Using data to aid organisational change
Using data to aid organisational change

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Using data to aid organisational change

1 Becoming a practitioner-researcher

When researching an aspect of an organisation – in this case to make change – you can think about your role in relation to this research. In this case, you can call yourself a ‘practitioner-researcher’, due to the fact that you are working within the organisational context [Tip: hold Ctrl and click a link to open it in a new tab. (Hide tip)] in which you would like to make a change.

Different types of practitioner-researcher can be categorised according to their relationship with the location or context of their project as shown in Figure 1. There is no ‘right’ place to be located in the figure; it is more important to consider the implications of the positioning when planning and conducting an organisational change (Tietze, 2012).

Described image
Figure 1 Classifying different types of practitioner-researcher

Starting in the bottom right-hand corner, the practitioner-researcher as ‘outsider’ reflects the position of many academic researchers. Typically, academic researchers must negotiate access to an organisation if they wish to conduct empirical research. At the other end of the spectrum to the academic as an ‘outsider’ is the ‘insider’. Here, individuals undertake research on their own areas of work, with those they work with on a day-to-day basis.

Between these two positions are those of the ‘semi-insider’ and ‘semi-outsider’. A practitioner as a ‘semi-insider’ is still conducting a project in their own organisation, but not with their direct work team or function – for example, a practitioner who works in one department of an organisation but undertakes a project in another department to examine factors impacting organisational aspects.

A practitioner as a ‘semi-outsider’ is one who is investigating their own area of work but in a different organisational context. An example would be, when a person working in a business function conducts a survey of other professionals in different organisations about an issue related to the business practice.

Each different position encompasses different challenges and opportunities at the various stages of the project. Anderson (2009) provides a related perspective which is that of the ‘practitioner-researcher’ who undertakes their project alongside their day-to-day job. Table 1 shows the advantages and disadvantages of this position.

Table 1 Advantages and disadvantages of the practitioner-researcher role

Advantages Disadvantages
Opportunities for projects arise from knowing the organisation Difficult to create time for project
Opportunities for implementing findings can be integrated into your role Difficult to step back from an insider perspective
Opportunity for realising synergy between theory and practice Issues around perceived status may impact project progress
May be difficult to take a critical stance as part of the organisation being investigated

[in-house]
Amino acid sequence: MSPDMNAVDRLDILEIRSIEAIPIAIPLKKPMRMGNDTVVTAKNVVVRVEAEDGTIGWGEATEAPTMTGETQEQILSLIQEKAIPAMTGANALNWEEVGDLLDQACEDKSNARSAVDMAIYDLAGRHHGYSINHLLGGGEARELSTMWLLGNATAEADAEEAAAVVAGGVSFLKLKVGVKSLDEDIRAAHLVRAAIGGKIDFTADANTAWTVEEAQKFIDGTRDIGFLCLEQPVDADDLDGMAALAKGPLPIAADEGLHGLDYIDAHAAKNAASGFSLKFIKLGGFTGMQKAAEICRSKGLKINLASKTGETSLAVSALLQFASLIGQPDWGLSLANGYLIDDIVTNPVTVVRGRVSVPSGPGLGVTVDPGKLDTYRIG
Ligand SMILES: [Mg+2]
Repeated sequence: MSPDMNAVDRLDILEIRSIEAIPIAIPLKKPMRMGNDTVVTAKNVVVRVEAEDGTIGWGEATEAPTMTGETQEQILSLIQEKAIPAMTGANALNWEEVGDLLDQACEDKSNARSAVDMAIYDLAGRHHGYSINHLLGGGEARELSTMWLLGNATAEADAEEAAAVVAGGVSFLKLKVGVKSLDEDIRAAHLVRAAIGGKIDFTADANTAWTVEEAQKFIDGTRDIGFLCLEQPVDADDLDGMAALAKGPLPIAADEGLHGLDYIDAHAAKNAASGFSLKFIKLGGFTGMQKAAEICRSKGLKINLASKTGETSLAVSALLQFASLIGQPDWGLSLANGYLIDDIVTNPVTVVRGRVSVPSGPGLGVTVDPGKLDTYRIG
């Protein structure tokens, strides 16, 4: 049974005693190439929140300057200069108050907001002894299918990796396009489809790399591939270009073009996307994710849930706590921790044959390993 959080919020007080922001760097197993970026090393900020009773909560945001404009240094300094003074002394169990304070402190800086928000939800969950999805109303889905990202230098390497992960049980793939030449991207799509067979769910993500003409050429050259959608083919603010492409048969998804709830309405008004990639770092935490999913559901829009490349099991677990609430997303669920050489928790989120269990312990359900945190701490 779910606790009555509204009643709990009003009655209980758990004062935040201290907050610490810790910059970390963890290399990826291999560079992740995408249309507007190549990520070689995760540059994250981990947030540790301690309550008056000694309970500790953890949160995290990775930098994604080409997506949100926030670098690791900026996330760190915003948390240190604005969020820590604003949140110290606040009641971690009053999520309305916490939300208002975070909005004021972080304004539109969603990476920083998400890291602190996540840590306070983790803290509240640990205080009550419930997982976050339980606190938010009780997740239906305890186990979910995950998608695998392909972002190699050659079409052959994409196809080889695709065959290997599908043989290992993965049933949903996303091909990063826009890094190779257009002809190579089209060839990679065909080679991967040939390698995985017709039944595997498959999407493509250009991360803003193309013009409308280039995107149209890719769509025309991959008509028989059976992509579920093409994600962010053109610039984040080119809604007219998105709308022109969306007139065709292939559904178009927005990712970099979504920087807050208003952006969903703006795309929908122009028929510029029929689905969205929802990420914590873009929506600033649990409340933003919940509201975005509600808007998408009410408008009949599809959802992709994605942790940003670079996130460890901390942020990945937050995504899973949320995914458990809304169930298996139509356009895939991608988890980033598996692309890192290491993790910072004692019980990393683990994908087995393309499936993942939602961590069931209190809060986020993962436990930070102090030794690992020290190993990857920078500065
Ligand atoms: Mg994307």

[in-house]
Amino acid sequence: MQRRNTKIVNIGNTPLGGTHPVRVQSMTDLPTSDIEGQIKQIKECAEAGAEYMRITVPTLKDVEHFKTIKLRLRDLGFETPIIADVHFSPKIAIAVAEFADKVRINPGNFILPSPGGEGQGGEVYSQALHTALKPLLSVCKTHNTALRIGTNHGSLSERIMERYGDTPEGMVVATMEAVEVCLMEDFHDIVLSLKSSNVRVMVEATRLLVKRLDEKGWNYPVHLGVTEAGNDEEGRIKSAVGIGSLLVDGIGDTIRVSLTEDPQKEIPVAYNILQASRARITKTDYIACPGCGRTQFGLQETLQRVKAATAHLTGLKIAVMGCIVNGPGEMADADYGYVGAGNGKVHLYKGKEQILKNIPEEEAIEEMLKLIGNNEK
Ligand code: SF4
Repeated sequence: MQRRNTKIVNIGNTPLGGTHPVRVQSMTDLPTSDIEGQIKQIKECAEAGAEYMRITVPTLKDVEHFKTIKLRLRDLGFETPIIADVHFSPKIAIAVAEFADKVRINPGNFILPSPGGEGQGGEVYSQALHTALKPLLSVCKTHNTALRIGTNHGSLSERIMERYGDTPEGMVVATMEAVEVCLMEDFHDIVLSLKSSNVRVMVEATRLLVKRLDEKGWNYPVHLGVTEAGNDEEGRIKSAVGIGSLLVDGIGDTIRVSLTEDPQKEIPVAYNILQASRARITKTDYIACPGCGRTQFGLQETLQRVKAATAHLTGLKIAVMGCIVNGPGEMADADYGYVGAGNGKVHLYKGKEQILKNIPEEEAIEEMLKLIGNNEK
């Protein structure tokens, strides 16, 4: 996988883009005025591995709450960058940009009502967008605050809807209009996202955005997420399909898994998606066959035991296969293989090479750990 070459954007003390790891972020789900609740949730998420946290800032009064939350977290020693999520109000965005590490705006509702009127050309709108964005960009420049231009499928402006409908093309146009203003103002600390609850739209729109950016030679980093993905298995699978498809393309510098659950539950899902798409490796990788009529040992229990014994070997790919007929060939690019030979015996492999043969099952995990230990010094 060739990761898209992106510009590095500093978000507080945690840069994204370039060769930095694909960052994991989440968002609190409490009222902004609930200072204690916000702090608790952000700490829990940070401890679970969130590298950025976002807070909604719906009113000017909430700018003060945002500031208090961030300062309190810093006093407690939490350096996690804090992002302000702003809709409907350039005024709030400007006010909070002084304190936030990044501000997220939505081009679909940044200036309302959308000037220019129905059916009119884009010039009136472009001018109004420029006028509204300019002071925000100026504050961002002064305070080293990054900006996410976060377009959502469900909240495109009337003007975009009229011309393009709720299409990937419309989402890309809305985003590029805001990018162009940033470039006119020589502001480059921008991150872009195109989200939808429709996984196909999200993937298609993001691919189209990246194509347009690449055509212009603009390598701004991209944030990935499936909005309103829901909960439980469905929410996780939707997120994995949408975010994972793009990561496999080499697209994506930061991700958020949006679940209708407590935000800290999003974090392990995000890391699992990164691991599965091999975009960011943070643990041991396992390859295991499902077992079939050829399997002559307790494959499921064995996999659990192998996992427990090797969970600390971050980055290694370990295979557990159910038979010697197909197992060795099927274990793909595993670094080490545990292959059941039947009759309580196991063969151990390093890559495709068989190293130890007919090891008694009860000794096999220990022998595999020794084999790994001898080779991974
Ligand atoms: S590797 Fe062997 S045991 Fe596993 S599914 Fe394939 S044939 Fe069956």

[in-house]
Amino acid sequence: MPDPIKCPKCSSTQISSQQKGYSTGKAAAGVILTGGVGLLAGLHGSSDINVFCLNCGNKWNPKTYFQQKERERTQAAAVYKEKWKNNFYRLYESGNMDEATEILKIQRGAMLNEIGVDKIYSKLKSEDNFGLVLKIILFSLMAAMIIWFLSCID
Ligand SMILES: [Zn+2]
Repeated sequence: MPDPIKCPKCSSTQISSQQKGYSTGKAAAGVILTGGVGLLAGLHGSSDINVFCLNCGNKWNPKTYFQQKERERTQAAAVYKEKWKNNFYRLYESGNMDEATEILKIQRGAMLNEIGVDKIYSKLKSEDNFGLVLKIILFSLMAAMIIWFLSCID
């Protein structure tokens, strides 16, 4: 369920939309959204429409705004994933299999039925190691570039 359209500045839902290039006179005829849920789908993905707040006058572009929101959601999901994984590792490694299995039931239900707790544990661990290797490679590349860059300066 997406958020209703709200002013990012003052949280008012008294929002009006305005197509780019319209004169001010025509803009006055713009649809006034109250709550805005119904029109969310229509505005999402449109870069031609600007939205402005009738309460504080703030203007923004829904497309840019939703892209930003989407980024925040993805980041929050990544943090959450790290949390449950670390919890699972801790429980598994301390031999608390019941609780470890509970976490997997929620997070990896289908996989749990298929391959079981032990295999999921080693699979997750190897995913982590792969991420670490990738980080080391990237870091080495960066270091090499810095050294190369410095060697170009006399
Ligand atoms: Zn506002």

Project may become purely instrumental in terms of completing a qualification
(Adapted from Anderson, 2009, p. 24)

Activity 1 Exploring issues of practitioner-researcher position

Timing: Allow around 30 minutes for this activity

Firstly, think of a change you would like to make – this could be within your organisation, or as a consultant for another organisation. For example, you may be a charity trustee and want to work with the staff to achieve major change within the organisation.

Now, to explore issues of practitioner-researcher position, note your initial thoughts on the challenges of negotiating access and conducting your project in an organisation.

Think of the implications of being a practitioner-researcher and answer the questions below.

  • Having considered the different roles, which one do you think is most relevant to your situation? Which requirements do you expect to need to undertake this role?

    Make a note of:

    • the obstacles you might encounter
    • what might make it easier to take on this role
    • what the implications are of your position, in terms of planning and conducting your project.
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Feedback

Even if you are working on a project that is wholly or partly in your own organisation, you cannot just assume that you can gain access to everyone and everything you need when you need it, or even at all. Normally, a series of negotiations is needed. People will want to know what you are doing, why, and how it might affect them.

No matter what role you decide to take in order to lead a change in an organisation, you must consider the ethics of carrying out an investigation and producing a project. Might there be some adverse effects for some people? Do the benefits to the organisation justify all ill effects that might reasonably be expected to ensue? Those are some of the ethical questions that you must consider before you decide how to explore the change you wish to make.

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